Parks Australia has announced it will waive entry fees for some of Australia’s most iconic national parks from now until the end of the year in a bid to boost visitor numbers.
Minister for Tourism, Senator Simon Birmingham said visitor entry fees would be waived for Ulutu-Kata Tijuta, Kakadu and Booderee National Parks.
“Tourism is the lifeblood of the communities in and surrounding these national parks, and it’s absolutely critical that we help to get people back visiting these areas that rely on tourism,” Senator Birmingham said.
“This is just the start of targeted initiatives that we will be backing under the Regional and Community Fund to drive visitation into our tourism regions and support tourism businesses that have been hit the hardest as a result of the coronavirus,” he said.
“These parks are some of Australia’s national treasures where visitors can experience spectacular wildlife and vast landscapes ranging from white sand beaches, to wetlands and the red centre.”
He said that under the lease arrangements for these national parks, which are jointly managed by the Director of National Parks with their Traditional Owners, a percentage of revenue generated from the sale of park entry fees was returned to traditional owners.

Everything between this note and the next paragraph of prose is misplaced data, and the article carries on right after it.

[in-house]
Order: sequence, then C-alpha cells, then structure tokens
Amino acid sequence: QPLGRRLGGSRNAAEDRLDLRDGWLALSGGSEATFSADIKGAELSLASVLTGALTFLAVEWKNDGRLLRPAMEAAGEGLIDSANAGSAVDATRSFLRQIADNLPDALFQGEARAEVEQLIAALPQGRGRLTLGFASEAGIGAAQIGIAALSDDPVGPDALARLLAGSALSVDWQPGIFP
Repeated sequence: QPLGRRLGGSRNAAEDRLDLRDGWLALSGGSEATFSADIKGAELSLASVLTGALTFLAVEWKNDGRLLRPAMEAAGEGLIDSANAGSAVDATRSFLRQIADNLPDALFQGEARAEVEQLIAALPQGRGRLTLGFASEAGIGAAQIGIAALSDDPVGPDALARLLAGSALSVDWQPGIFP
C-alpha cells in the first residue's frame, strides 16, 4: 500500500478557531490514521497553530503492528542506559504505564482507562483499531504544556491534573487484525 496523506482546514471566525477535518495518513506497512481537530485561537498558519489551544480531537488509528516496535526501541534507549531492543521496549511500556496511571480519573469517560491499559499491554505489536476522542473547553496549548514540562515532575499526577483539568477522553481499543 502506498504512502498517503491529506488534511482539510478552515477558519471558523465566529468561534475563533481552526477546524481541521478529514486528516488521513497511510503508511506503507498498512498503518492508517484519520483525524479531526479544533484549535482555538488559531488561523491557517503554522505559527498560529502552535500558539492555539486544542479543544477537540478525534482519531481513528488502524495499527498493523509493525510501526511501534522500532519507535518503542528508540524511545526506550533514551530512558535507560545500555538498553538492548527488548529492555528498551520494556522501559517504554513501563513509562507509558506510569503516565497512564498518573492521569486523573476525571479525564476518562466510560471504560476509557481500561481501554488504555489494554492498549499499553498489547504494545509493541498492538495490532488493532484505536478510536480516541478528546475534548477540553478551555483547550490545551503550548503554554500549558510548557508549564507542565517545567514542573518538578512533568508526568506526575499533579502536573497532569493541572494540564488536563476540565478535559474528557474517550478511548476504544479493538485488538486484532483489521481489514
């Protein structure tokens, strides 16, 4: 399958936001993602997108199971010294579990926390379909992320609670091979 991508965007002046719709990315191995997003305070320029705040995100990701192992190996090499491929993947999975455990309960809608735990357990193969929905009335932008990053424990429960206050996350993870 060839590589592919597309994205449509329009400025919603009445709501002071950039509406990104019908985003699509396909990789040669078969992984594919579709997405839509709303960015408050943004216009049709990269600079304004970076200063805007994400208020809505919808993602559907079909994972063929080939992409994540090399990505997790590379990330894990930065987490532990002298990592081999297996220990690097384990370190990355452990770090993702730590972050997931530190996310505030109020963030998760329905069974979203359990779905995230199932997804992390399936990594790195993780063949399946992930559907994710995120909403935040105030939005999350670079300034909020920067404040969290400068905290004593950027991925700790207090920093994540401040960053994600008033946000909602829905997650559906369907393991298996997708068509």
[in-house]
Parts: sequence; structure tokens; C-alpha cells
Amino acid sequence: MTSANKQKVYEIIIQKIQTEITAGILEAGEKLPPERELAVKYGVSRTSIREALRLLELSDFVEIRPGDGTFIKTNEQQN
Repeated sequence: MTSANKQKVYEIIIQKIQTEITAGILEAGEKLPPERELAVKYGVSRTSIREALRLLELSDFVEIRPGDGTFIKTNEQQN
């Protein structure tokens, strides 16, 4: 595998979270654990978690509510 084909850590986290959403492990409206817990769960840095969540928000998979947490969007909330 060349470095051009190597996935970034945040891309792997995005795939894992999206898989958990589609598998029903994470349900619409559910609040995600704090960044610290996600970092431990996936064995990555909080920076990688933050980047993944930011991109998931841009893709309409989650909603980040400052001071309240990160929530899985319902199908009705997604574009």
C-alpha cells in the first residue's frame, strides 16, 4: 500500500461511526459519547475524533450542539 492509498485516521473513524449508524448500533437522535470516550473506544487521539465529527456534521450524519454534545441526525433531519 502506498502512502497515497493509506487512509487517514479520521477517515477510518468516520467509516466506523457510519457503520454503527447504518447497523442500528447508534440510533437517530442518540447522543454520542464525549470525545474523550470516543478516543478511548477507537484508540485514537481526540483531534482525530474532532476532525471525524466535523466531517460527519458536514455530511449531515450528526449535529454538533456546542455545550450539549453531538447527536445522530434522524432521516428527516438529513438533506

“The Australian Government will continue to pay the lease payments to the park’s Traditional Owners,” Senator Birmingham said.
He said the announcement was part of a broader range of tourism stimulus measures, including the Holiday Here this Year campaign, which encouraged Australians to holiday domestically.
“We are encouraging Australians to make the most of this opportunity to have free entry into some our nation’s most spectacular national parks and to start planning their next holiday,” Senator Birmingham said.